The pushback and oscillations around the legal status of cryptocurrency in India isn’t something afresh. But the ongoing disruptions around the subject of cryptocurrency in India is revolving for over around 5 years now – causing havoc for the cypto investor community in the country. Thus, the clarity on what’s currently happening around cryptocurrency in India is very much needful.
Throwing some light on the subject and interpreting the strenuous information available across various media reports around cryptocurrency in India, I wanted to come up with this article – hoping that our audience would find it noteworthy.
In April 2018, RBI banned banks and other regulated entities from supporting crypto transactions after digital currencies were used for frauds. In March 2020, the Supreme Court struck down the ban as unconstitutional. One of the reasons it gave was that cryptocurrencies, though unregulated, were not illegal in India.
All this time, the government tried to impose ban on cryptocurrency but in February 2019, the Supreme Court of India suggested regulation instead of banning the digital currencies completely. The apex court noted that cryptocurrency is capable of being accepted as a valid payment for purchase of goods and services, and payment systems can be regulated by the RBI.
Various recent media reports say that according to certain unofficial sources, people in India hold around $1.5 billion (INR 10,000 Crore) in cryptocurrencies in India. And in order to ensure the proper taxation of income generated by the investors by investing in cryptocurrency, the government is planning to bring cryptocurrency regulation.
Now, the government of India is planning to implement a cryptocurrency regulation – considering cryptocurrency as a threat to the financial ecosystem in the country. The Reserve Bank of India (RBI) is planning to launch its own cryptocurrency which would obviously possess legal status whilst going inline with the financial framework of the country.
On similar lines, Shaktikanta Das, Governor of RBI, in a statement said,
“Central bank digital currency is a work in progress. The RBI team is working on it, technology side and procedural side…how it will be launched and rolled out,”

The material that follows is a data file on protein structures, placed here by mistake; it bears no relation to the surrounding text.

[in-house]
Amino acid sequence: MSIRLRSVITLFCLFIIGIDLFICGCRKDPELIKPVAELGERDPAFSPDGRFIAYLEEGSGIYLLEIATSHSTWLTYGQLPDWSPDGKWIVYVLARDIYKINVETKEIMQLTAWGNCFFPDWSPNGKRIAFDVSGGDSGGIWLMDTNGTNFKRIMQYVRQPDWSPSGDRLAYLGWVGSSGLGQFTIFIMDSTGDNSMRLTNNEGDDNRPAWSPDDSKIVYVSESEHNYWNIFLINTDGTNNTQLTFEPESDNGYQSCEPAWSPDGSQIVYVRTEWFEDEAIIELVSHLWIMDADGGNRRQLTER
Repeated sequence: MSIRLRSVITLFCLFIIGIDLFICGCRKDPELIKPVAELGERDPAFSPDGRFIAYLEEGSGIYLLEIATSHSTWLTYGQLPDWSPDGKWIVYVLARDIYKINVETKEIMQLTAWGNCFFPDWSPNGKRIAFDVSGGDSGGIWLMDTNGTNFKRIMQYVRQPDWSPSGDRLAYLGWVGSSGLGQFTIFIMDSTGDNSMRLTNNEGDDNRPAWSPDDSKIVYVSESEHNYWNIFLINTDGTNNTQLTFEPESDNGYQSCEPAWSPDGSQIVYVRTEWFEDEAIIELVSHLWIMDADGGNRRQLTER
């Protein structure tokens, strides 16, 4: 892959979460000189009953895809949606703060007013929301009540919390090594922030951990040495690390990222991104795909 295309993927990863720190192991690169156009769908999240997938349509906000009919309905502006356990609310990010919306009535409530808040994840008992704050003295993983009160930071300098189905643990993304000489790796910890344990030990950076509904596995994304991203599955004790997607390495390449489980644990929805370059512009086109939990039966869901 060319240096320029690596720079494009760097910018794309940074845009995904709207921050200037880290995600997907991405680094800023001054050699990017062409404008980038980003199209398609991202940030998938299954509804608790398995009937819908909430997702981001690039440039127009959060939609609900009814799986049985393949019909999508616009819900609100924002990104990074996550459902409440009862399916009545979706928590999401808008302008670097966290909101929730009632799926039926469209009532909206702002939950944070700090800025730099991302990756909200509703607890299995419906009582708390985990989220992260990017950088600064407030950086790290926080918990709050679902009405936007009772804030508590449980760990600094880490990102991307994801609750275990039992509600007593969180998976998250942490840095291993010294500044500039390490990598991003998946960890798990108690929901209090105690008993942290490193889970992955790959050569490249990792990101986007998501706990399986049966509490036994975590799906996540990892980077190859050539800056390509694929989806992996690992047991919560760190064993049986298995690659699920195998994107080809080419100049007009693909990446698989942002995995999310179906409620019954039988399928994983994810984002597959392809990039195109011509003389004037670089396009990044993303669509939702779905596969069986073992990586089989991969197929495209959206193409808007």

According to various media reports, existing crypto investors in India now have a chance to exit from holding, trading and mining their crypto assets before the regulation becomes functional.
The Cryptocurrency Bill India 2021
The cryptocurrency regulation, proposed as ‘Official Digital Currency Bill – 2021’, will prohibit all private cryptocurrencies and lay down the regulatory framework for the launch of an ‘official digital currency’ regulated by the RBI – going inline with the banking system in India. The bill was introduced in Parliament’s Union Budget session 2021-22 this year, then taken for discussions and planning.
Giving clarity on the same, a senior government official said,
“We have held extensive deliberations. There is the expert panel’s report, followed by inter-ministerial discussions, meetings by the Cabinet Secretary and submissions by various people concerned. The Bill will take all of that into account,”
Based on the some recent media reports, a 3-6 month exit period prior to banning the trading, mining and issuing of cryptos has been discussed in inter-ministerial discussions. Though the high-power inter-ministerial committee has previously recommended a ban on all private cryptocurrencies, the final draft Bill is yet to go to the Cabinet, a source said.
The central bank, RBI, has said that it is exploring a DLT (Distributed Ledger Technology) for application in order to improve the market structure – considering its potential in rolling out a legal central bank digital currency (CBDC). Also, the government is open to support the same.
On similar lines, an RBI official said,
“A fiat currency cannot have the kind of volatility and fluctuations you see in Bitcoin and other cryptocurrencies. We have an open mind. We are very open to a digital currency, the RBI is working on that,”
The Bank for International Settlements (BIS) recently conducted a survey central banks regarding CBDCs across the globe. Around 80 percent of the central banks responded that they have already started exploring the use of CBDC and assimilating its potential benefits for the economy.
Cryptocurrency startups in India
There are over 200 blockchain startups in India, out of which, most deal in the crypto space including various cryptocurrency exchanges that emerged in 2013 onwards such as Unocoin, Zebpay and more like WazirX which was founded in 2017 and then acquired by the Cayman Islands-based Binance, a global leader in crypto asset management and trading.
All things were pretty smooth for the crypto traders until April 2018 when the government imposed the ban on cryptocurrency – raising concerns about the financial ecosystem of the country. RBI then issued notice to all banks in India to prohibit and report all crypto deals happening in India. The Supreme Court of India lifted the ban in April 2019 but the volatility in Bitcoin and other private crypto prices and instances of fraud have underlined regulatory concerns for the government and RBI.
And an another ban or suppression of private cryptocurrency inline with the legal cryptocurrency i.e. a CBDC by RBI will be a bad news for existing crypto investors and cryptocurrency startups in India – signaling a slow and steady death of private cryptocurrency in India.